Rehab Order of Operations (NEW)

When it comes to managing rehabs, one of the most common questions I get asked — from both novice and experienced investors alike — is, “What is the correct order of renovation tasks?”

For some aspects of a renovation, there are no hard-and-fast rules on what comes first and what comes next (for example, whether you install flooring first or paint the walls first). For other aspects of a renovation, it’s absolutely critical that certain tasks are completed prior to other tasks — otherwise you risk failing inspections, creating roadblocks and frustrating your contractors.

Here is a general guide to the ordering the tasks of a typical renovation project (CLICK TO ENLARGE):

There’s not enough space here to go into all the details, but if you want a full understanding of the dependencies, typical time frames and other details around each of these tasks, I wrote 30+ pages on this topic in my book.

12 thoughts on “Rehab Order of Operations (NEW)”

  1. Thanks so much for sharing this info J! I was actually about to create a post over on Bigger Pockets asking this same question. I appreciate all the knowledge you share!

  2. This is spot on as I’ve learned the hard way doing them out of order and sometimes stiil do if scheduling is a poblem. In some cases the subs will try to press for their stuff first but I don’t let them.

    1. Hey Shane –

      In some cases, things can’t completely work linearly and there will be some dependencies. This is a great example…

      While you can do most of the trim before flooring (baseboards where there will be carpet, doors/casing, molding, etc), if you have hardwoods going in, you’ll need to hold off on baseboards until after the wood is installed. There are lots of little dependencies like that, which is why this business is tough! 🙂

  3. Another great tool. I rely on the rehab company I contract with to manage the rehab, but it’s great to know the basic steps.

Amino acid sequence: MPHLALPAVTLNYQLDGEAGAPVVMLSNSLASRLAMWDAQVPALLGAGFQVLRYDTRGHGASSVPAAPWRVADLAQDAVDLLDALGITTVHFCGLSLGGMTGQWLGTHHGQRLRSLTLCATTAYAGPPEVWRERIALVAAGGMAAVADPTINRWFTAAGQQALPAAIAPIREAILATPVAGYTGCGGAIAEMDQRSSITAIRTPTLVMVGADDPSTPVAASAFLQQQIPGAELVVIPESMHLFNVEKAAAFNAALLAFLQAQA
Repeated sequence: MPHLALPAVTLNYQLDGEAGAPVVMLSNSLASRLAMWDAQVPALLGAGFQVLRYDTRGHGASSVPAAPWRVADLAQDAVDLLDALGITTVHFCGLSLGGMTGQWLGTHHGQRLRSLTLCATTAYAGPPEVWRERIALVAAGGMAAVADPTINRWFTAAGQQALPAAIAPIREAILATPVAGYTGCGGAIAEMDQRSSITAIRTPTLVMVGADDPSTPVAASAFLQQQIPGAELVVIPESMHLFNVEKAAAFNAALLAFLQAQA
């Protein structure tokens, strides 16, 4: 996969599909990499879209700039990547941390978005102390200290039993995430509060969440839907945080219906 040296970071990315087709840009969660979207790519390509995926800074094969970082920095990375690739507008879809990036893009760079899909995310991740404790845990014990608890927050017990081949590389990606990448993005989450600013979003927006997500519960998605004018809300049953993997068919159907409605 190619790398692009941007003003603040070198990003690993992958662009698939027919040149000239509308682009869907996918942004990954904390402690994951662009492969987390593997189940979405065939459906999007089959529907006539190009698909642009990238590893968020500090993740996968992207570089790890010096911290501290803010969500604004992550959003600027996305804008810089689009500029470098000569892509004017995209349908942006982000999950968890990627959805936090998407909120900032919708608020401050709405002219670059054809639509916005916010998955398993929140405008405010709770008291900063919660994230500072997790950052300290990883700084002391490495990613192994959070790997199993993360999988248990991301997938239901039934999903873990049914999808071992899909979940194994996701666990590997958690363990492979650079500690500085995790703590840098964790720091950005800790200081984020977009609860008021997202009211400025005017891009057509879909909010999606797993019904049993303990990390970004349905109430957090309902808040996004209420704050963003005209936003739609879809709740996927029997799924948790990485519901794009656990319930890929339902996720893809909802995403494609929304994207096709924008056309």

I manage rehabs the way that government agencies manage capital projects (I have 10+ years in the Public Works field). I have the rehab company(ies) come to the site, evaluate it and submit proposals (if it is a large rehab) by area. Once I choose the rehab company, I negotiate (on behalf of the investor) each activity to be performed in each area, the time required and the price. Once we come to an agreement on the activities, we then negotiate profit. My standard is 15% of direct costs, which goes towards any indirect costs they may have. We then finalize the activities, time and price.

    My price is a fixed price based on time and quality. If they finish the project within the timeframe and pass the quality inspections and it costs them less money, they get the full price. That’s their incentive. If they miss their timelines due to things within their management control, then there are daily penalties, that amount to my investor’s additional holding costs and opportunity costs. We understand there may be items beyond the rehab company’s control that may cause them miss their deadline, but those are spelled out in the contract. Everyone knows what to expect. We also allow for change orders, but they have to be approved in writing by company after consultation with the investor. We also make payments based on successful completion and acceptance of activities by area, but we hold back the last 10% upon final acceptance of the project, which is also spelled out in the contract.

  4. My son and I are trying to learn the real estate investing business, which isn’t easy! Your information is invaluable to us and others just getting started. Thanks so much for sharing!

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